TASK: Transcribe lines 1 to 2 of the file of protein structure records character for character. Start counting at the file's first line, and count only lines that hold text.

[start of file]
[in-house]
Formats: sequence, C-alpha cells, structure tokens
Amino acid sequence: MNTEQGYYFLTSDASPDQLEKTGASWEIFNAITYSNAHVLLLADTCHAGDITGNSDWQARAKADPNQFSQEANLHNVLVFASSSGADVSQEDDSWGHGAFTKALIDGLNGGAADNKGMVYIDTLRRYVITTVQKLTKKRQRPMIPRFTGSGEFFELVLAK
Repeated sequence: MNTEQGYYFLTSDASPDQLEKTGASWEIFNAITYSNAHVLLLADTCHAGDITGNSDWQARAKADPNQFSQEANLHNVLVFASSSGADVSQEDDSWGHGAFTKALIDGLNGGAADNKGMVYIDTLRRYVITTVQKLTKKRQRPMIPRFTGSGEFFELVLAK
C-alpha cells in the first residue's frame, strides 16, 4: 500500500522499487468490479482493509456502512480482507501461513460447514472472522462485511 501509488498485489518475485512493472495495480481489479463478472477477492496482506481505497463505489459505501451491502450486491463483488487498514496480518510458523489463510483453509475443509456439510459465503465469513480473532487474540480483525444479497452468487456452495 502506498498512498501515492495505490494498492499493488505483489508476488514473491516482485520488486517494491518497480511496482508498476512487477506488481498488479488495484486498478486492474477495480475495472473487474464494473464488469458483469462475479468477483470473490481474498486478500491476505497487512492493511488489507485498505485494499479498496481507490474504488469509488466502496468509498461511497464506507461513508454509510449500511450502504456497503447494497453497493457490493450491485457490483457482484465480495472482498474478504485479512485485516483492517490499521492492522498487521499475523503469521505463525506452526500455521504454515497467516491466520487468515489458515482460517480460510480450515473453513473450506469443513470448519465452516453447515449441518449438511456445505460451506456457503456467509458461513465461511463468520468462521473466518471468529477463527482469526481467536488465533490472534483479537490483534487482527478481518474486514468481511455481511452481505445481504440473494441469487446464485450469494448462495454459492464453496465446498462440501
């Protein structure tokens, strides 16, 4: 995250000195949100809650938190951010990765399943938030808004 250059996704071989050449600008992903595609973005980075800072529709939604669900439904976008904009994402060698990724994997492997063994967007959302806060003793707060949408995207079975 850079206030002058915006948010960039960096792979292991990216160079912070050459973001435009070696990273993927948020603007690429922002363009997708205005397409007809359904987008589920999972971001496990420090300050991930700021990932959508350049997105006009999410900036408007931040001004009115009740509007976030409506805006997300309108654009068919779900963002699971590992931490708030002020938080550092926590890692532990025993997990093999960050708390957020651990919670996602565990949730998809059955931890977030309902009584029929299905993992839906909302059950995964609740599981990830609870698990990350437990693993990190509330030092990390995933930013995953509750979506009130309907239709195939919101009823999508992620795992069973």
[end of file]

[in-house]
Formats: sequence, C-alpha cells, structure tokens